Popularly known for his ‘Common Man’ satirical cartoons, which started appearing in The Times of India since 1951, R.K. Laxman has lived a life one can envy.
Being a self-taught artist, he was lucky to have discovered many things by himself in an atmosphere free of hurry and worry. It was only because of the liberal nature of his parents that Laxman could turn out to be what we know him today as. This is also reflected in the life and works of R.K. Narayan, his elder brother and author of the popular Malgudi Days among several others.
Receiving the Padma Bhushan and being awarded the Ramon Magsaysay award (1984), Asia’s top journalism award, hasn’t made much difference to his view towards life: a healthy irreverence for everything under the sun and curiosity about the contradictions in daily life.
Here are some lessons which life of R.K. Laxman presents us with.
1) Ordinary is wonderful: As a child Laxman lived a life full of adventures in the ordinary activities of daily life. What gave him joy was doing what he pleased and satisfying his fancies: collecting all sorts of objects including spare parts of bicycles, empty chocolate boxes, broken toy cars and keeping them in a box reserved for later use. He liked looking around through broken pieces of coloured glass, living on the mango trees during summer with his brother and of course drawing on the floor and walls whatever caught his attention.
He entered formal education late considering the norm of those days. Later he became fond of his school to an extent that went there even on Sundays, only to return home finding it closed! Joy isn’t tomorrow or in the exclusive.
2) The key called observation: Even dull and mundane situations can be exciting if we learn to use the key called observation: to observe not for the purpose of doing something or putting things to use but plain observation. Isn’t it fun to see the shadows formed on wall out of candle light or shapes that are continuously evolving out of cloud formation?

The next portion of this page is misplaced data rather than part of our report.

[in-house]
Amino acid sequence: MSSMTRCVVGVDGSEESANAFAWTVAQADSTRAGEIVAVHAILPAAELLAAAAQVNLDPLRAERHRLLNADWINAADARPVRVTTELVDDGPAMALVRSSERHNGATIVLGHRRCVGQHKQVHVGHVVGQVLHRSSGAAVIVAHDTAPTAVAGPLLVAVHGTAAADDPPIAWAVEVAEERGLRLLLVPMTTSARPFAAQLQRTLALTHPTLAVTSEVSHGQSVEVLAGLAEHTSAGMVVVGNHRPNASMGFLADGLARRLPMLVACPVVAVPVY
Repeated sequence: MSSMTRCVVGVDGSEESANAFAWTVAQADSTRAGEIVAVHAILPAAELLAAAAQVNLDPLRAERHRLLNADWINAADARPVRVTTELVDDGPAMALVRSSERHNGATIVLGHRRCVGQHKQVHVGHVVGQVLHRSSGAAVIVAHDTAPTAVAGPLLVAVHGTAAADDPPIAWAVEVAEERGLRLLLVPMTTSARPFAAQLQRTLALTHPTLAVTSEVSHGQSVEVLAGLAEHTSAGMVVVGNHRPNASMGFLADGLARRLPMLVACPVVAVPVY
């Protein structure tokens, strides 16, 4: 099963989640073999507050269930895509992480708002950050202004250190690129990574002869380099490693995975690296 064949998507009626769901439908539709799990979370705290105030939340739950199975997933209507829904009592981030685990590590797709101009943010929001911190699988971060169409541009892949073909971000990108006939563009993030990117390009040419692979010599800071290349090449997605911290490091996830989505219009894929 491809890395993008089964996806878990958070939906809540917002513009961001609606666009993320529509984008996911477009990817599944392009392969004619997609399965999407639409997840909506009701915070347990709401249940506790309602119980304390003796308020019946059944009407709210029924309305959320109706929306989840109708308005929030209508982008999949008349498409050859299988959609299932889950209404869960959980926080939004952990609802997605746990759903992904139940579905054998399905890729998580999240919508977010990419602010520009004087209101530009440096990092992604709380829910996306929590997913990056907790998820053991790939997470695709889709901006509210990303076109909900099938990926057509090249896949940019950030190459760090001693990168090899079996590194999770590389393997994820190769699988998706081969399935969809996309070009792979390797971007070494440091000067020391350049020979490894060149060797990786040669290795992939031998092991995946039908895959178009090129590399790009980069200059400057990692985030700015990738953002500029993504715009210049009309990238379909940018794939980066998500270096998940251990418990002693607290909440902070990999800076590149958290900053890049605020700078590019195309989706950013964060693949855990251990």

It is the depth of observation which separates two people with similar academic qualifications. We act on the basis of what we observe: looking at the various views of a situation and finding the best way out.
R.K. Laxman was fond of looking at things for the pleasure of it. One of his favourite subjects was crows. He found many similar qualities in humans and crows: their cleverness and cunningness. An incident which he frequently narrated was a period in his school one day when the teacher asked everybody to draw a leaf, which he did so well that the teacher’s words of appreciation came as a surprise. To him it came naturally as he observed them everyday strewn on roads.
With information being showered onto us from all kinds of mediums in the digital world it is a challenge to develop a keen sense of observation.
3) Life is more than a career: Being a world famous cartoonist, having travelled to many nations, meeting writers and artists of international stature and a rewarding career of more than fifty years didn’t tempt him to limit his activities to cartooning. Among his passions were writing short stories, essays and books, travelling to various parts of the world, fascination for machinery which included repairing old alarm clocks.
4) Setback doesn’t mean sit back: It is generally difficult to believe that those who experience success in all its grandeur would have ever failed in their life.
R.K. Laxman failed in his matriculation examination in his mother tongue and his application for admission into the prestigious Sir J J School of Arts, Mumbai was rejected saying that he possessed no talent for drawing!
5) Sense of bonding: An awakened sense of connectedness can make a difference to our daily life.
Laxman had a strong bonding with his family, especially with mother. His friendship with H.K, a childhood friend, paints this quality quite well. They entered the primary school on the same day and sat together through formal education. One day, to his dismay, H.K. never met him, as they regularly met in the evening after school, but was seen wandering around with another boy. Few days passed and Laxman approached them as if nothing had happened and formed a jolly trio.
Today this common man called R.K. Laxman lives at the ripe age of 92.